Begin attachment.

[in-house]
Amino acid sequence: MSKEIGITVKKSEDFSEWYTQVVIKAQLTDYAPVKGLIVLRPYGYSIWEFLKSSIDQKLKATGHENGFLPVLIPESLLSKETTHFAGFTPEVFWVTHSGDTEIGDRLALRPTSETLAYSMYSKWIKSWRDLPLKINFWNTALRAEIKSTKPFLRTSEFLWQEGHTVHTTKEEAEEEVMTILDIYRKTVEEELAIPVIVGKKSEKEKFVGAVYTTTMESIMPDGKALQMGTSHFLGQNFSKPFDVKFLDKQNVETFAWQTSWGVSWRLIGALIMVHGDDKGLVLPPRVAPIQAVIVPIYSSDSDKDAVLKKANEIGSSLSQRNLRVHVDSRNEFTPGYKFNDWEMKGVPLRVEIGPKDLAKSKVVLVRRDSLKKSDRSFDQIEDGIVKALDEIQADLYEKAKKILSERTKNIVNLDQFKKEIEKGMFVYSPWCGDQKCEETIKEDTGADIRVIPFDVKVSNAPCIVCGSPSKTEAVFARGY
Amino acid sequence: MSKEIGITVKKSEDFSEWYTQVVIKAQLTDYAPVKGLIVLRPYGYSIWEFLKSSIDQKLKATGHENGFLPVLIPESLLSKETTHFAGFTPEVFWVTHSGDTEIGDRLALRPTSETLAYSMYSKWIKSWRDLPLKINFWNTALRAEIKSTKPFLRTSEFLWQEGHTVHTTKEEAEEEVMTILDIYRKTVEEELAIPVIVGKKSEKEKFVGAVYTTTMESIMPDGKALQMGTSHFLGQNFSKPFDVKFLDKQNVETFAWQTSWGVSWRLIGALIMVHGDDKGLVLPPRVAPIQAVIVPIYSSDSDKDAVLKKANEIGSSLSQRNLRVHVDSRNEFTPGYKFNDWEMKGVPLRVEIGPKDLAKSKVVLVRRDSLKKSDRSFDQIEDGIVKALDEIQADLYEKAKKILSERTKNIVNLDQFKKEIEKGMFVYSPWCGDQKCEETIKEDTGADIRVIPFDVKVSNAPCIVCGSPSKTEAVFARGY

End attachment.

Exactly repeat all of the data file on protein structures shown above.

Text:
[in-house]
Amino acid sequence: MSKEIGITVKKSEDFSEWYTQVVIKAQLTDYAPVKGLIVLRPYGYSIWEFLKSSIDQKLKATGHENGFLPVLIPESLLSKETTHFAGFTPEVFWVTHSGDTEIGDRLALRPTSETLAYSMYSKWIKSWRDLPLKINFWNTALRAEIKSTKPFLRTSEFLWQEGHTVHTTKEEAEEEVMTILDIYRKTVEEELAIPVIVGKKSEKEKFVGAVYTTTMESIMPDGKALQMGTSHFLGQNFSKPFDVKFLDKQNVETFAWQTSWGVSWRLIGALIMVHGDDKGLVLPPRVAPIQAVIVPIYSSDSDKDAVLKKANEIGSSLSQRNLRVHVDSRNEFTPGYKFNDWEMKGVPLRVEIGPKDLAKSKVVLVRRDSLKKSDRSFDQIEDGIVKALDEIQADLYEKAKKILSERTKNIVNLDQFKKEIEKGMFVYSPWCGDQKCEETIKEDTGADIRVIPFDVKVSNAPCIVCGSPSKTEAVFARGY
Amino acid sequence: MSKEIGITVKKSEDFSEWYTQVVIKAQLTDYAPVKGLIVLRPYGYSIWEFLKSSIDQKLKATGHENGFLPVLIPESLLSKETTHFAGFTPEVFWVTHSGDTEIGDRLALRPTSETLAYSMYSKWIKSWRDLPLKINFWNTALRAEIKSTKPFLRTSEFLWQEGHTVHTTKEEAEEEVMTILDIYRKTVEEELAIPVIVGKKSEKEKFVGAVYTTTMESIMPDGKALQMGTSHFLGQNFSKPFDVKFLDKQNVETFAWQTSWGVSWRLIGALIMVHGDDKGLVLPPRVAPIQAVIVPIYSSDSDKDAVLKKANEIGSSLSQRNLRVHVDSRNEFTPGYKFNDWEMKGVPLRVEIGPKDLAKSKVVLVRRDSLKKSDRSFDQIEDGIVKALDEIQADLYEKAKKILSERTKNIVNLDQFKKEIEKGMFVYSPWCGDQKCEETIKEDTGADIRVIPFDVKVSNAPCIVCGSPSKTEAVFARGY